Saturday, 14 March 2009
Into the Wild 
Sean Penn, like a number of his contemporaries, is a sterling example of a revered actor who has effortlessly managed to make the transition to the director’s chair, and Into the Wild is arguably Penn the director’s magnum opus. Based on real events, the movie is an attempt, and an astounding one at that, to recreate the complex, eventful and life altering journey of a young wanderlust who leaves his dysfunctional family and hits the road in his search of truth and bliss – those magnetic yet eternally elusive things that are supposed to lie at the end of every great odyssey. Aided by a terrific soundtrack comprising of an array of beautiful country songs, and soothing camera work that lovingly explores beauty in America’s vast wilderness and her colourful locals, the movie manages to make an immediate impression. Add to that Emile Hirsch’s astonishingly “real” portrayal of a journey that isn’t just excruciatingly physical but also disturbingly psychological, and equally memorable turns by the supporting cast, and you have a movie that isn’t just exhilarating to watch, but also has the ability to make one ponder over issue ranging from life to death, and all that lies in between.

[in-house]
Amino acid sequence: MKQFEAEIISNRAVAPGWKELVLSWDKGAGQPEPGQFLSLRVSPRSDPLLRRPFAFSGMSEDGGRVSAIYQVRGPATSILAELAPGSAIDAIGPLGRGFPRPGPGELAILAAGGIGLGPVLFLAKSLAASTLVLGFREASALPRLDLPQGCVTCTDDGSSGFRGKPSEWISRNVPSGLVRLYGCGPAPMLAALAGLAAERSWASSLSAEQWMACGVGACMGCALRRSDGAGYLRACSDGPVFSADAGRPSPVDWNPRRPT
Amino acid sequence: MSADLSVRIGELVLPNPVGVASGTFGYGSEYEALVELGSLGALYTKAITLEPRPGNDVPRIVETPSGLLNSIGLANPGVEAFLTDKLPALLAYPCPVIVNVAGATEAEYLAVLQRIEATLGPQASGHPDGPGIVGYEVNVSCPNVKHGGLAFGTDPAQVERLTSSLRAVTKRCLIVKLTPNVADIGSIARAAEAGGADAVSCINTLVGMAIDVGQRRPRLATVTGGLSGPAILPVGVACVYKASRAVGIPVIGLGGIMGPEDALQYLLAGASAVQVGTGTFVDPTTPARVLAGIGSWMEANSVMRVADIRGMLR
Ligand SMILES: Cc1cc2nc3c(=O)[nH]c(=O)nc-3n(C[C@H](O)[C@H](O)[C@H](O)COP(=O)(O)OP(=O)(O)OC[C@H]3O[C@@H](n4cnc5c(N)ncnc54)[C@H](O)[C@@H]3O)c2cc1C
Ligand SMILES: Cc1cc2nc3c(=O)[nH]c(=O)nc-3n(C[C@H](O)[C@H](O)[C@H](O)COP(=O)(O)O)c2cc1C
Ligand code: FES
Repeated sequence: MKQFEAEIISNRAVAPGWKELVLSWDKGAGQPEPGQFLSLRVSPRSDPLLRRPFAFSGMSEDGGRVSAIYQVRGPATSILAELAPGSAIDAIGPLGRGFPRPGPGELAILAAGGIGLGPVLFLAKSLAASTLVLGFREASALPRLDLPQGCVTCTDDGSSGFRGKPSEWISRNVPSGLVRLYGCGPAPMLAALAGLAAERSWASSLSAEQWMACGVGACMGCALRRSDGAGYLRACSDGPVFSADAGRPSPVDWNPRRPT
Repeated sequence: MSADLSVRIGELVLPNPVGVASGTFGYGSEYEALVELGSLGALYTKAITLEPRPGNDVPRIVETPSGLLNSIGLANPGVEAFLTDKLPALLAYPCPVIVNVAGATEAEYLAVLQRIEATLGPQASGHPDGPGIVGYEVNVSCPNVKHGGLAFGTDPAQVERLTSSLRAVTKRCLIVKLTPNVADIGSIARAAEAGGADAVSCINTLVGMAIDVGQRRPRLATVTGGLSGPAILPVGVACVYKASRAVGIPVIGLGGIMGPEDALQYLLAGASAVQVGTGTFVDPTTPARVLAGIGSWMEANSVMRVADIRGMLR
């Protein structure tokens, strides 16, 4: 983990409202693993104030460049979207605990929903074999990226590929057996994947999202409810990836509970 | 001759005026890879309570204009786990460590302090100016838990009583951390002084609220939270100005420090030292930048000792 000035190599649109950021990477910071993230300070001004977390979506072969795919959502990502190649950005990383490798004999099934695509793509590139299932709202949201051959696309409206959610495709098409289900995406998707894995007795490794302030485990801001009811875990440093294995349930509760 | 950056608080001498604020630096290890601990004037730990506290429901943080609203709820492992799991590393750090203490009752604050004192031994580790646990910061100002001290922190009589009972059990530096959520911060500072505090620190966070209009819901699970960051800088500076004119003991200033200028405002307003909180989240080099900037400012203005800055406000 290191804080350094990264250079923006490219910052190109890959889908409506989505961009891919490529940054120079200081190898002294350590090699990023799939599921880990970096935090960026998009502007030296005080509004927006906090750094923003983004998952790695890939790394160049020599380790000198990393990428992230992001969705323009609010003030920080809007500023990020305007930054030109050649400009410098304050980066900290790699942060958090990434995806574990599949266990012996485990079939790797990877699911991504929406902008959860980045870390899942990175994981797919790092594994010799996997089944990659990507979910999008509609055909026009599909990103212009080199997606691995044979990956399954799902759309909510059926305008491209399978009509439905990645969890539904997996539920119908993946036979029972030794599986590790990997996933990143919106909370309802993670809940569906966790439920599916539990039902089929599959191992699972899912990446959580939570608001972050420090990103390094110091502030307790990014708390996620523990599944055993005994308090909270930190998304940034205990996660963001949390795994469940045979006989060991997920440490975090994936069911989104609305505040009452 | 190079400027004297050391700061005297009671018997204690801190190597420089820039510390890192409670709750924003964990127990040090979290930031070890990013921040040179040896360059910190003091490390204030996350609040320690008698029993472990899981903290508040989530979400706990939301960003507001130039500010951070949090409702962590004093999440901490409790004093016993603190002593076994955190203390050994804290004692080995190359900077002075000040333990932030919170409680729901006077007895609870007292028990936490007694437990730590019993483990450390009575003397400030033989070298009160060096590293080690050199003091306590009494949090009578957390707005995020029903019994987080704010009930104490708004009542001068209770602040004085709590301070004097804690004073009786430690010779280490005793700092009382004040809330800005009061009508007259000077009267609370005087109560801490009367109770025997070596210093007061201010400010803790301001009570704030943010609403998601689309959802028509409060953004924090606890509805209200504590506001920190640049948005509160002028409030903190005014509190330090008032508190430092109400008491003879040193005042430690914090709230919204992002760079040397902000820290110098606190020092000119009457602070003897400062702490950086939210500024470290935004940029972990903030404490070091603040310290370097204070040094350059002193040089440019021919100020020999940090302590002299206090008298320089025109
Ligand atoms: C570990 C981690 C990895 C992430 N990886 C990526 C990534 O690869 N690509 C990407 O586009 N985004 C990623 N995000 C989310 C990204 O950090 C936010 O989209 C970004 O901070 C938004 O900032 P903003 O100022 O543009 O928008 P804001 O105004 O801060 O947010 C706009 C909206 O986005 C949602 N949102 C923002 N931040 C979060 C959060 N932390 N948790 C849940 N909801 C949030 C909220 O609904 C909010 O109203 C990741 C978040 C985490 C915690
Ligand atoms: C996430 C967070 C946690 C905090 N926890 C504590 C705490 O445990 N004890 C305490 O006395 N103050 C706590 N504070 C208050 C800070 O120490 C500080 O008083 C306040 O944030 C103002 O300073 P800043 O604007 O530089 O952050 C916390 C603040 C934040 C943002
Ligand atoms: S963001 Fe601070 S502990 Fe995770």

Director: Sean Penn
Genre: Drama/Road Movie/Psychological Drama/Adventure/Docu-fiction/Biopic